Canadian Securities Administrators, the securities market regulator of Canada, has barred Indian asset management companies from selling investment products to local investors, dealing a blow to these fund houses, which raise a sizeable amount from that country. The Canadian regulator has mandated a registration process for investment managers, which also includes AMCs managing monies of local residents outside Canada, to protect the investments of local residents. Non-resident investment fund managers that manage one or more investment funds that have distributed securities to residents of a local jurisdiction will have to register as an investment fund manager in that local jurisdiction unless an exemption from registration is available. By local jurisdiction, the regulator refers to the Canadian provinces of Ontario, Quebec and Newfoundland and Labrador. The ruling will have a significant impact on Indian fund houses, which raise a significant amount of investments from Indians settled in that country. Domestic fund house Franklin Templeton Investments has already said it will not sell its India-domiciled funds in Canada. Other Indian asset managers such as UTI, Birla Sun Life Mutual, Kotak Asset Management, Reliance Mutual Fund, ICICI Prudential Mutual Fund, and Religare Mutual Fund, among others, may follow suit.

The Securities and Exchange Board of India has set up a committee headed by Cabinet Secretary K.M. Chandrasekhar which will look into a single route for all different categories of FIIs.

A total of 48 warning letters have been issued to mutual funds regarding violations of norms in the past three fiscal years. Of these, 30 letters were issued in 2010-11, 14 in 2011-12 and four letters were issued in 2012-13 up to November 2012. In addition, Sebi has issued 26 deficiency letters in 2010-11 and 6 such letters in 2011-12. For the year 2012-13 (up to November, 2012), no deficiency letters have been issued by Sebi. 5 entities have been prohibited from buying, selling or dealing in securities directly or indirectly, till further orders and required to deposit the illegitimate gain identified in the investigations in an escrow account till further orders, in the last two years. During the same time a consent order has been issued in 5 cases. In 7 cases, related to 2011-12 adjudication proceedings are underway. SEBI takes administrative action by way of issuing warning and deficiency letters against mutual funds found to have committed irregularities. Enforcement actions such as direction, adjudication, enquiry, etc. can be initiated under SEBI's norms, depending upon the severity of the violation observed.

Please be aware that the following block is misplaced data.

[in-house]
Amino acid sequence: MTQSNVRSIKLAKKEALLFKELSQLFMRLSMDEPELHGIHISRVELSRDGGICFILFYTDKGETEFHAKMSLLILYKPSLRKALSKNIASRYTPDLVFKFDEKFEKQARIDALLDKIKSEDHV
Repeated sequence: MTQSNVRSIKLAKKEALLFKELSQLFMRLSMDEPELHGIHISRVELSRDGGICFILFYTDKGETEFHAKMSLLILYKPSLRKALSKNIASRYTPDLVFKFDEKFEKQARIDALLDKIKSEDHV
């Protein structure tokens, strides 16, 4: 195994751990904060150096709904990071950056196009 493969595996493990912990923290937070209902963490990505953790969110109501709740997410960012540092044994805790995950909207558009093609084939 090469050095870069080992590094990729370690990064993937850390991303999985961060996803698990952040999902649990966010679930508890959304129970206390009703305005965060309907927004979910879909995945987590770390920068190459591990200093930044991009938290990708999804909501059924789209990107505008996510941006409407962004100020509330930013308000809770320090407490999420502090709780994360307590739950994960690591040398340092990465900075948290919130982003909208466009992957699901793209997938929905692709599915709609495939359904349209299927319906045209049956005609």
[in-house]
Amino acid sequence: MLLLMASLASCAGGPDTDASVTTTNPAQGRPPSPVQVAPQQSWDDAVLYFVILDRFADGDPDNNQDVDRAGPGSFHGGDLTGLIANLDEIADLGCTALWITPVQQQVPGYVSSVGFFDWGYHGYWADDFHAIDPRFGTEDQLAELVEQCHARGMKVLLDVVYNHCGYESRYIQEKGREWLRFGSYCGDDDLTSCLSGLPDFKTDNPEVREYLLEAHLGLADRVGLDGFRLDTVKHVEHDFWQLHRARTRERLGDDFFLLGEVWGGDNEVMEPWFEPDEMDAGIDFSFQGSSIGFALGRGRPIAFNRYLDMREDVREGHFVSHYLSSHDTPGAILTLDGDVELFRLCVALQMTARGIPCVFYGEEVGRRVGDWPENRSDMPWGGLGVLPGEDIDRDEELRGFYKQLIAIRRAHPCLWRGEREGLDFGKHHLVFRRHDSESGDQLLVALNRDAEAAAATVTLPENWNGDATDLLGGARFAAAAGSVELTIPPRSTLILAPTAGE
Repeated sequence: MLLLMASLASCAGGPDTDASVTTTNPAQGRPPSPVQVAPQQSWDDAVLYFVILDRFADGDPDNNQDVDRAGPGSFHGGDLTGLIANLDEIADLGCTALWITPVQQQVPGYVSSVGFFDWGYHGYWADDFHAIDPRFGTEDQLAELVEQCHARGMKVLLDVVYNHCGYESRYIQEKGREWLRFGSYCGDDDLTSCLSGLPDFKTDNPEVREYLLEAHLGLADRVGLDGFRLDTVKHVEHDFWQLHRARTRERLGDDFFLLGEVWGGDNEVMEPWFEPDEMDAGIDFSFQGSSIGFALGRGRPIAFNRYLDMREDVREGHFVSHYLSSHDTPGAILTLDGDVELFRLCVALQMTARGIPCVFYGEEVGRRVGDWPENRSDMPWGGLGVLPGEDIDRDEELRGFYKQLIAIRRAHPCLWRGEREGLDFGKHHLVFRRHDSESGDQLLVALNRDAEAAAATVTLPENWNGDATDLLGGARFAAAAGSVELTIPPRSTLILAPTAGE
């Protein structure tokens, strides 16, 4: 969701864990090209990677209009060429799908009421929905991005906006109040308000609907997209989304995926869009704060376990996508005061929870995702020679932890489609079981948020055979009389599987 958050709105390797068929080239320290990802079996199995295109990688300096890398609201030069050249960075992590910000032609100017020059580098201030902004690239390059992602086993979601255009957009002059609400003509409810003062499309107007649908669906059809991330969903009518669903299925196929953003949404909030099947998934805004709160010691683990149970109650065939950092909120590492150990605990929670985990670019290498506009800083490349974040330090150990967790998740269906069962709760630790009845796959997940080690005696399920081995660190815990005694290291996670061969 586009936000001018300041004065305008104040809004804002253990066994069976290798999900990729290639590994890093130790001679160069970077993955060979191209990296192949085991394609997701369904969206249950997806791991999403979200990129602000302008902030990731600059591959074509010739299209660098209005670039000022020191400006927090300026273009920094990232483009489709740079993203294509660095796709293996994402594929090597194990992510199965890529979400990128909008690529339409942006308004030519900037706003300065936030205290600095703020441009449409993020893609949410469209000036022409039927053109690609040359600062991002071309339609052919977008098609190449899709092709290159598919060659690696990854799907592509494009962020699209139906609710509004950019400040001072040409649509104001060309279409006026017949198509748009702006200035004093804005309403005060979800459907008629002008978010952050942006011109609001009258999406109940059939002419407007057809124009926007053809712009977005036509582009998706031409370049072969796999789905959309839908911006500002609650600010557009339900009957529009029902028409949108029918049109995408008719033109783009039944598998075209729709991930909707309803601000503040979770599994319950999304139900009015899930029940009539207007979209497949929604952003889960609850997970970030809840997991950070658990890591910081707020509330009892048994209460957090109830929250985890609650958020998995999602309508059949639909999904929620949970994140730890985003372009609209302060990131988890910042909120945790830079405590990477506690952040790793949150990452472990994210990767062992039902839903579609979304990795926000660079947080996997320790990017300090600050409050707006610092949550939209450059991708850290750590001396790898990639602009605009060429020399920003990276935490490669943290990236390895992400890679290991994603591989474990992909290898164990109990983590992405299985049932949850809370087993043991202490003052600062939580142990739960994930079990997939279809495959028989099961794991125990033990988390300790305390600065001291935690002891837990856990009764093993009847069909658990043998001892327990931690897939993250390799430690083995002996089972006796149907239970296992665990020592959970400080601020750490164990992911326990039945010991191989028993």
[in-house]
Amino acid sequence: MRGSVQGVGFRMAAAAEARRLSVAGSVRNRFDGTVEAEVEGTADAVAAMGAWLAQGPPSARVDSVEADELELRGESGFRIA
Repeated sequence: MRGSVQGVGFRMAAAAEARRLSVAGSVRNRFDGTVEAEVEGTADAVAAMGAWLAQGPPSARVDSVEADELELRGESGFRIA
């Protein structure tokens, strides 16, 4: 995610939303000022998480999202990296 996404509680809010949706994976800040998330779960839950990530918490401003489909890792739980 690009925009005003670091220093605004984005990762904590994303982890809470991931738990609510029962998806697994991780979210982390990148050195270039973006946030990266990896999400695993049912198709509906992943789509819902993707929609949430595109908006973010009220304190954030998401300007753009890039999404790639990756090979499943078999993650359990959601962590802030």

Three years after the then SEBI chief CB Bhave shook up Indian fund houses, the mutual fund industry is now in the cusp of another big change. Come January 2013, several bank and corporate treasuries that comprise the largest investor group in mutual funds will sidestep intermediaries and invest directly to earn higher returns. A fortnight ago, many such big ticket investors who regularly park surplus funds in liquid mutual fund schemes, have communicated their decision to leading distributors. These investors will subscribe to 'direct plans' which will be cheaper by 50-75 basis points as customers have the flexibility to invest directly without incurring any incidental costs. According to a SEBI decision taken earlier in 2012, every fund and scheme must have a direct plan for investors who do not want distributor support and the net asset values of such plans will be given separately.

The Indian mutual fund industry has come a long way from the launch of India’s first mutual fund – Unit Trust of India. However, there is a huge gap between India and global peers in terms of penetration as well as AUM, according to CRISIL Research. The domestic mutual fund industry’s AUM is less than 5% of the country’s GDP, whereas it is 77% for the US. Among developing economies, certain markets such as Brazil, where assets managed by the mutual fund industry are 41% of its GDP, highlight the gap that needs to be bridged. Global mutual fund assets stood at USD 25 trillion as of June 2012. Of these assets, the Americas comprised 57%, Europe 30%, Asia-Pacific 12% and Africa less than 1%. Equity funds constitute 40% of global mutual fund assets, bond funds 25%, money market funds 19%, hybrid funds 11% and others less than 5% of total assets. This is in sharp contrast to the distribution of assets in the Indian mutual fund industry where bond and money market funds together constitute close to 65% of the AUM. After two consecutive years of plunge, the Indian mutual fund industry managed to register a smart turnover in 2012, with its assets base seen nearing Rs 8 lakh crore with an increase of about Rs 2 lakh crore this year. As some wide-ranging reforms initiated by the market regulator SEBI and the government are yet to translate into true business gains for the investors and fund houses, the industry is hopeful of even better days ahead in 2013.